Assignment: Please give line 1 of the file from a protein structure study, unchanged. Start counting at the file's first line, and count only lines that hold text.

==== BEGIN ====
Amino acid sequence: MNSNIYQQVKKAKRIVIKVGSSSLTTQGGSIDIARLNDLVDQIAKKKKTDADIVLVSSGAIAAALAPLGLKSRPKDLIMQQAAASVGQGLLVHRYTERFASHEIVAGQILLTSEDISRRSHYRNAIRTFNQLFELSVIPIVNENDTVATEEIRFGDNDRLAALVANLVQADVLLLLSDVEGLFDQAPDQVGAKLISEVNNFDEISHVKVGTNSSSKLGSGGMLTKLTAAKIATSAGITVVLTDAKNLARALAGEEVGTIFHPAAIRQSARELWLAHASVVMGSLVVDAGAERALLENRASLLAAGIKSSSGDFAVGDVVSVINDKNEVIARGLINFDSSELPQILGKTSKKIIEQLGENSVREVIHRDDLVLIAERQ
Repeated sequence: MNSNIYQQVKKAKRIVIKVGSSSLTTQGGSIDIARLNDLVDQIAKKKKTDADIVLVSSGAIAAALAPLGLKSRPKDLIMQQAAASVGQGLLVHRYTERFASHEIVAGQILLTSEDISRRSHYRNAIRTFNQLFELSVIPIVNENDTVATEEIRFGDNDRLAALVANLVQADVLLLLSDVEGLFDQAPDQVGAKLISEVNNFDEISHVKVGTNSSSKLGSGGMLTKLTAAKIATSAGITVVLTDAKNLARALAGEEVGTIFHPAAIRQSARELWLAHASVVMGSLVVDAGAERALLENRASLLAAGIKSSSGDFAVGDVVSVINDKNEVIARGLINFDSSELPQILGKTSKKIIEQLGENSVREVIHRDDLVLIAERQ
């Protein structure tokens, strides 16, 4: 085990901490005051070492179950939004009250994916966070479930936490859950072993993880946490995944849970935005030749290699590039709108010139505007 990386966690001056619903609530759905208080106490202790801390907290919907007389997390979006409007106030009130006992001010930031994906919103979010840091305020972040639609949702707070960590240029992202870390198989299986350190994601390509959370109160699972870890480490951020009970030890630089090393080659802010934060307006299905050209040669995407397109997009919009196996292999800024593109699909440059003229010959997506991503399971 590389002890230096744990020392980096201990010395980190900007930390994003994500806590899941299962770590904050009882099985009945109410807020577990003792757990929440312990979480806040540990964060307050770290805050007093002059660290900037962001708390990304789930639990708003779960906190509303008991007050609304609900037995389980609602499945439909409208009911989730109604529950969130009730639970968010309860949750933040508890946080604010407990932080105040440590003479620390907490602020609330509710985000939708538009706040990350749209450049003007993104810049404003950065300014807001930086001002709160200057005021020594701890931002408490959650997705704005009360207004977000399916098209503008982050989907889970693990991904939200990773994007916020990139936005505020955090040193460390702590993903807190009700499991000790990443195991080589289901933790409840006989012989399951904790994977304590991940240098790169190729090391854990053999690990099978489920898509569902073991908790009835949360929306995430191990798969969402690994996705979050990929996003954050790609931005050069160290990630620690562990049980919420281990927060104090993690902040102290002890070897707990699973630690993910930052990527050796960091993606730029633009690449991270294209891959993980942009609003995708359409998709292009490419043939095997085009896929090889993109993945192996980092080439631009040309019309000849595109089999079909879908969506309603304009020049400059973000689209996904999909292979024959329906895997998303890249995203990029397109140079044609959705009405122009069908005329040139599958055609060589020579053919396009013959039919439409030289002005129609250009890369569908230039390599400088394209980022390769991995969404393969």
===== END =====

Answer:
Amino acid sequence: MNSNIYQQVKKAKRIVIKVGSSSLTTQGGSIDIARLNDLVDQIAKKKKTDADIVLVSSGAIAAALAPLGLKSRPKDLIMQQAAASVGQGLLVHRYTERFASHEIVAGQILLTSEDISRRSHYRNAIRTFNQLFELSVIPIVNENDTVATEEIRFGDNDRLAALVANLVQADVLLLLSDVEGLFDQAPDQVGAKLISEVNNFDEISHVKVGTNSSSKLGSGGMLTKLTAAKIATSAGITVVLTDAKNLARALAGEEVGTIFHPAAIRQSARELWLAHASVVMGSLVVDAGAERALLENRASLLAAGIKSSSGDFAVGDVVSVINDKNEVIARGLINFDSSELPQILGKTSKKIIEQLGENSVREVIHRDDLVLIAERQ